Monthly Archives: October 2016


dsc_0025In 6th grade art we just wrapped up the Zentangle/Pattern project.  I love doing this project in the younger grades, because it’s one that many of them can not only practice their fine motor skills, but also feel a great deal of success.  It’s very difficult to ‘mess up’ on this project, but it also teaches students to take their time and work on craftsmanship with their marks-since once you lay down sharpie, it’s pretty much forever.  This isn’t always the easiest thing for students, because when the unfortunate mistake does happen, the student needs to then problem solve on how to make that a part of the work.  White out is never an option, more often than not, it just makes it look so much worse.

dsc_0017The requirements for this project were to create a zentangle drawing with a colored pencil portion incorporated into it as well.  I want students to continue to practice colored pencil (even though we did an entire unit on it to begin the year), because the techniques we learned in the color pencil unit are the foundations of all other art making processes.  I expect not all students will love colored pencil, or pursue it when they get to the higher grades, but for now every grade level practices it over and over again.

dsc_0019I really enjoy seeing how each student approaches this project.  Some take to ‘fine detailed’ patterning like fish to water, while others need more encouragement to add more lines, and make more detailed work.  It’s sometimes difficult to explain to a student that they just don’t have enough lines to meet the requirements of the project, at at some point (especially if they’ve already started coloring) they just end up needing to accept that they won’t get all the points for techniques.  Since I grade with only 25% of the grade as technique-based, this never causes a student to fail, they just won’t get an “A”, which in the grand scheme of things isn’t the end of the world.  There’s always the next project to improve their (listening) skills on.

dsc_0026One thing that I struggled with on this project, compared to others, is reminding the students to not take too much time on their rough drafts.  Although it’s important to plan and experiment before starting a final draft, at the same it’s also important to not turn your rough draft into your final draft.  It leads to nothing but disappointment for all parties, but it’s difficult for the students to remember that I only need to see a glimpse of their vision to make sure it’ll work, not the entire masterpiece.  Usually it’s not a huge problem, but this such a detailed project, some students really lagged behind in the rough draft department.  It’s definitely something for me to keep in mind for the future.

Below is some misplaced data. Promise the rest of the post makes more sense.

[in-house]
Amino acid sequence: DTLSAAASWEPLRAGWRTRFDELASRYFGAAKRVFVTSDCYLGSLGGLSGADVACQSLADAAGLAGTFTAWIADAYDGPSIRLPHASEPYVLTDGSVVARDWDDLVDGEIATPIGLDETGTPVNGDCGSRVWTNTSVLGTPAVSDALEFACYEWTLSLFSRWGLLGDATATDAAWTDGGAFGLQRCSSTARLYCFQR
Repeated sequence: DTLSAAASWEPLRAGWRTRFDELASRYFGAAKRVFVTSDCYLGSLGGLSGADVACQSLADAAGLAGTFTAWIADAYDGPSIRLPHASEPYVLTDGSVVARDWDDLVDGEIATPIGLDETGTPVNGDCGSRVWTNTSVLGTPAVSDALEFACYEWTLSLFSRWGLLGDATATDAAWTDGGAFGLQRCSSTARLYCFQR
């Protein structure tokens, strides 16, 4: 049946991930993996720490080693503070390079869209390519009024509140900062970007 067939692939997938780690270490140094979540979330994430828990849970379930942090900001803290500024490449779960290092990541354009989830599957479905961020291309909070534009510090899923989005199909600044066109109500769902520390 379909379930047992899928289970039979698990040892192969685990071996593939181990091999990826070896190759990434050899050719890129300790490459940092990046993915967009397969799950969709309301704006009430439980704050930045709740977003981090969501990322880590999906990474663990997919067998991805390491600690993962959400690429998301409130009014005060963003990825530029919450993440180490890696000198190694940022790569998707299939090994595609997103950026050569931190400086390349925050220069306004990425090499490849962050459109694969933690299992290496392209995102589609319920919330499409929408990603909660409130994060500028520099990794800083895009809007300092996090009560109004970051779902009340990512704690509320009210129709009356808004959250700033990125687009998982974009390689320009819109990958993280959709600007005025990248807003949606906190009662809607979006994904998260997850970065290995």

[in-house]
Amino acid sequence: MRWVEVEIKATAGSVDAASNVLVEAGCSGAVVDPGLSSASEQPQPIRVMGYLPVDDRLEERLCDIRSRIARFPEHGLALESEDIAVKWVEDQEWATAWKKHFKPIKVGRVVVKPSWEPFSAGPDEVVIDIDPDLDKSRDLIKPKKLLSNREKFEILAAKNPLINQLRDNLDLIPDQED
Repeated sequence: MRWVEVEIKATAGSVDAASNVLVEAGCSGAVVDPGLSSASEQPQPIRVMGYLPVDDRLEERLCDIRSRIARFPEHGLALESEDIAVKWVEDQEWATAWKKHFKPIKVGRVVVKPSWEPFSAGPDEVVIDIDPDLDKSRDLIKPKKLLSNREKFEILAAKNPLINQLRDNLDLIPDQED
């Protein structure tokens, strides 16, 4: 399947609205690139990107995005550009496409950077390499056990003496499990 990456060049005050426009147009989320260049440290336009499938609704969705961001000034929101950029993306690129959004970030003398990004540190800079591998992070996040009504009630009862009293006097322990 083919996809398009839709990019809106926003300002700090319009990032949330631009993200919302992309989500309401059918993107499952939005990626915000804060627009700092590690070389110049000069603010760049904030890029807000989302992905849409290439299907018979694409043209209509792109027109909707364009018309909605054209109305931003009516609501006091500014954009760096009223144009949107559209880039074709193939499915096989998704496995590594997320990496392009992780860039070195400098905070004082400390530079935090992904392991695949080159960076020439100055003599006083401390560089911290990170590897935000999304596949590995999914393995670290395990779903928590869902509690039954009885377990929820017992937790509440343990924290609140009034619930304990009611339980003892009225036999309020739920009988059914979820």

dsc_0004 Critique is hard.  No one really likes critique at first, and some never like it at all.  It’s scary, putting yourself out like that.  It’s one of the most important parts of making art, though, so starting in the 7th grade we do critique.  Critique begins with a presentation of their artwork answering: 1. What did you create and why did you choose your imagery? 2. What are the techniques you used to create your artwork, and 3. What are the things you like/would improve on your artwork?

After the presentation critique begins.  Critique is when we take our artwork, present it to someone (or someones) and then we ask for their constructive compliments and constructive criticism.  The key word being ‘constructive.dsc_0003

Constructive compliments don’t just
say “I like it”.  They say instead phrases
like “I like the way you colored x”, or “I like the way that you used contrast to make your object stand out from your background”, etc….  Only stating that you like something in general does nothing but inflate the ego.  We want the artist to be able to know exactly what is working, so that they are able to incorporate similar techniques into their next artworks.

The same goes for constructive criticism.  It does nothing but hurt feelings to say “I don’t like it”, “This is not good”, “your artwork doesn’t convey any feeling”.  None of those statements, or similar statements, help the artist improve.  They come across as personal attacks, and don’t offer any significant information for the artist to take with them.

dsc_0005Instead, I ask students to offer solutions to specific problems.
Comments could include
“I wish you had used coloring techniques we used to even out your
ackground”, “I wish you had added some more detail in the left hand corner because it’s empty”, “I think you could have taken a little more time with your lines”, “I think it would look better with more contrast”, etc….

Often it’s easy to take these dsc_0006constructive criticisms personally, but
it’s important for theartist to remember that all the comments being made are about the technical aspects of their artwork, not the emotional aspects.  No one is saying their artwork is not good, but instead that there are still areas to improve.

Usually after the first few critiques students feel much better about presenting and listening to what their peers have to say, and there is a feeling of trust that goes both ways between all my students.  Everyone understands that nothing is personal, and that we all just want the artwork to be amazing, to always be better.